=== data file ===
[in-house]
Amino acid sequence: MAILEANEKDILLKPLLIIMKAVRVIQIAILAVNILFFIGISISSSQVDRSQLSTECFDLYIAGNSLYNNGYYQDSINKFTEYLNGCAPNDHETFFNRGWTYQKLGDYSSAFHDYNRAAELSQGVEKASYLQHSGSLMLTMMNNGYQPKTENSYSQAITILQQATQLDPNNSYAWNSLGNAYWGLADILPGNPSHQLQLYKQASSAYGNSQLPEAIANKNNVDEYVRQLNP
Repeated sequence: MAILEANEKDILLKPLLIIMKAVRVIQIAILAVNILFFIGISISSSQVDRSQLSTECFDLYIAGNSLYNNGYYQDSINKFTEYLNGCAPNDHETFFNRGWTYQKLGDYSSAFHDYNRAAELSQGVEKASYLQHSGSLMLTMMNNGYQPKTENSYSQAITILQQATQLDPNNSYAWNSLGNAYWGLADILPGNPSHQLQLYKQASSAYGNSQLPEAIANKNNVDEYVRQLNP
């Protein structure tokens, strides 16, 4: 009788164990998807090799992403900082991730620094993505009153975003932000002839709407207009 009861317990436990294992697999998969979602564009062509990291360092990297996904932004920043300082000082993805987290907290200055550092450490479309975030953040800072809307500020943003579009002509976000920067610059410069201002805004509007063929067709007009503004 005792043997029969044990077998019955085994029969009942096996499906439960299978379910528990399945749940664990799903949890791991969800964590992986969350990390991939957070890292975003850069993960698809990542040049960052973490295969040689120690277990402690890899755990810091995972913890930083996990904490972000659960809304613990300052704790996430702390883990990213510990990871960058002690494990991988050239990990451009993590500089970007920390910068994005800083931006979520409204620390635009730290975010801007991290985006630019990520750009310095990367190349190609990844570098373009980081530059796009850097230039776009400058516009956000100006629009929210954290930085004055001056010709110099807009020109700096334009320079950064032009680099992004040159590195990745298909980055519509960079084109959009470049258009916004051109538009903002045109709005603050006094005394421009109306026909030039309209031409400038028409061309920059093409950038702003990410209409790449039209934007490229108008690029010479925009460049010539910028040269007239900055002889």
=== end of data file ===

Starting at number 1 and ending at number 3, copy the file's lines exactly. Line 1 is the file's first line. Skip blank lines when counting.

[in-house]
Amino acid sequence: MAILEANEKDILLKPLLIIMKAVRVIQIAILAVNILFFIGISISSSQVDRSQLSTECFDLYIAGNSLYNNGYYQDSINKFTEYLNGCAPNDHETFFNRGWTYQKLGDYSSAFHDYNRAAELSQGVEKASYLQHSGSLMLTMMNNGYQPKTENSYSQAITILQQATQLDPNNSYAWNSLGNAYWGLADILPGNPSHQLQLYKQASSAYGNSQLPEAIANKNNVDEYVRQLNP
Repeated sequence: MAILEANEKDILLKPLLIIMKAVRVIQIAILAVNILFFIGISISSSQVDRSQLSTECFDLYIAGNSLYNNGYYQDSINKFTEYLNGCAPNDHETFFNRGWTYQKLGDYSSAFHDYNRAAELSQGVEKASYLQHSGSLMLTMMNNGYQPKTENSYSQAITILQQATQLDPNNSYAWNSLGNAYWGLADILPGNPSHQLQLYKQASSAYGNSQLPEAIANKNNVDEYVRQLNP